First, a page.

The civil war in Syria has created colossal human suffering. But it can still be surprising how profoundly this war has changed the lives of Syrians. One US expert describes the cost to his family and community.
Anchor Aaron Schachter speaks with Joshua Landis, director of the Center for Middle Eastern Studies at the University of Oklahoma, about what's happening in the Syrian civil war right now.
The U.S. is continuing to move, slowly, toward military strikes on Syria, in response to the use of chemical weapons there earlier this month. But as U.S. officials move forward, some are wondering just was sort of response that might elicit from Syria.
As US officials consider possible strikes in Syria, it leads to the question: how would Syria respond Both sides in the Syrian civil war have shown a willingness to stop at almost nothing to win.
A higher grade of weapons is reaching Syrian rebel fighters from foreign countries. The New York Times reports that Saudi Arabia is purchasing weapons in Croatia for anti-government fighters.
Anchor Marco Werman analyses the balance of power in Syria with Joshua Landis, of Oklahoma University, and Syrian opposition activist, Professor Amr al-Azm of Shawnee State University in Ohio.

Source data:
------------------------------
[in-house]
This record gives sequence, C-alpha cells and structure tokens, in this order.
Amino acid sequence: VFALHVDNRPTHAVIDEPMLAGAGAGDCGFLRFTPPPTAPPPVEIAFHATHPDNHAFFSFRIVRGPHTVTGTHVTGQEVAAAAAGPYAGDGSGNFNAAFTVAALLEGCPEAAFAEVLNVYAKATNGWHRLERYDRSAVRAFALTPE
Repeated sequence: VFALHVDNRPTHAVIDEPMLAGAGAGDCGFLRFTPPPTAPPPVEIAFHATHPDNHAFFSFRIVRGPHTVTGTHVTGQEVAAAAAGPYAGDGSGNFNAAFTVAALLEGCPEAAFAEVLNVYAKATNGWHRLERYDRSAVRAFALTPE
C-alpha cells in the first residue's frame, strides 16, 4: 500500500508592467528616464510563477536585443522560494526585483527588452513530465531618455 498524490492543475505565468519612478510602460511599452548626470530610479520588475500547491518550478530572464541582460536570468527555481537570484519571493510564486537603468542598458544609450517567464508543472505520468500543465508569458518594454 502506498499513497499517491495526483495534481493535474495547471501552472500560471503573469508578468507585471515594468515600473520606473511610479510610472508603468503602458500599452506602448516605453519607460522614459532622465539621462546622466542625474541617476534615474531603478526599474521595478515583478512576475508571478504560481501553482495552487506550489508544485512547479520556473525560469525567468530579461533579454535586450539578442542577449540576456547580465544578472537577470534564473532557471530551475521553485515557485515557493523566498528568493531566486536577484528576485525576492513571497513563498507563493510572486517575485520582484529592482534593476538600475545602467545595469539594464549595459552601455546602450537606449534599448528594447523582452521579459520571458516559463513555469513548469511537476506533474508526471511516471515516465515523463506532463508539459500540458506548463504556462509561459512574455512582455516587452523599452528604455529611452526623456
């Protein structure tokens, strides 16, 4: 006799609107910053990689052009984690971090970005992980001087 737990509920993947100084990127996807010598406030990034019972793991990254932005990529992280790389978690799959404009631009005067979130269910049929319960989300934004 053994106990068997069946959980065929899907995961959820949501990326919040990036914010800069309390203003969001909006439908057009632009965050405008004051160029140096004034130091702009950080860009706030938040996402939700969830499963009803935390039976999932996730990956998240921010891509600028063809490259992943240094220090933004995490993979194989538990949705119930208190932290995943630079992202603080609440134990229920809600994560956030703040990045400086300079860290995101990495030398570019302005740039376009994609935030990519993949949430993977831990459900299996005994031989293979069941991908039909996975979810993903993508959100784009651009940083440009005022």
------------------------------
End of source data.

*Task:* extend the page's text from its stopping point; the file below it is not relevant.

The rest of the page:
Reports emerged from Syria over the weekend of a mass execution in the Damascus suburb of Daraya. If confirmed, it would be the worst atrocity in the year-long civil war. Meanwhile, an academic in the United States sees a grim, Lebanon-like future for Syria.
Brig. Gen. Manaf Tiass became the highest-ranking military official to defect from Syria when news spread that he was on his way to Paris Friday. Is his departure a sign of what's to come as President Bashar Assad continues his violent crackdown on dissent?
Joshua Landis, director of the Middle Eastern Studies program at the University of Oklahoma tells host Marco Werman that more assertive US intervention in Syria is unlikely to quell the violence there.
The wives of the German and British ambassadors to the UN have released a video urging Syria's first lady to help end the bloodshed. The film, posted on YouTube, asks Asma Al-Assad to urge her husband, Bashar Al-Assad, to stop violent repression.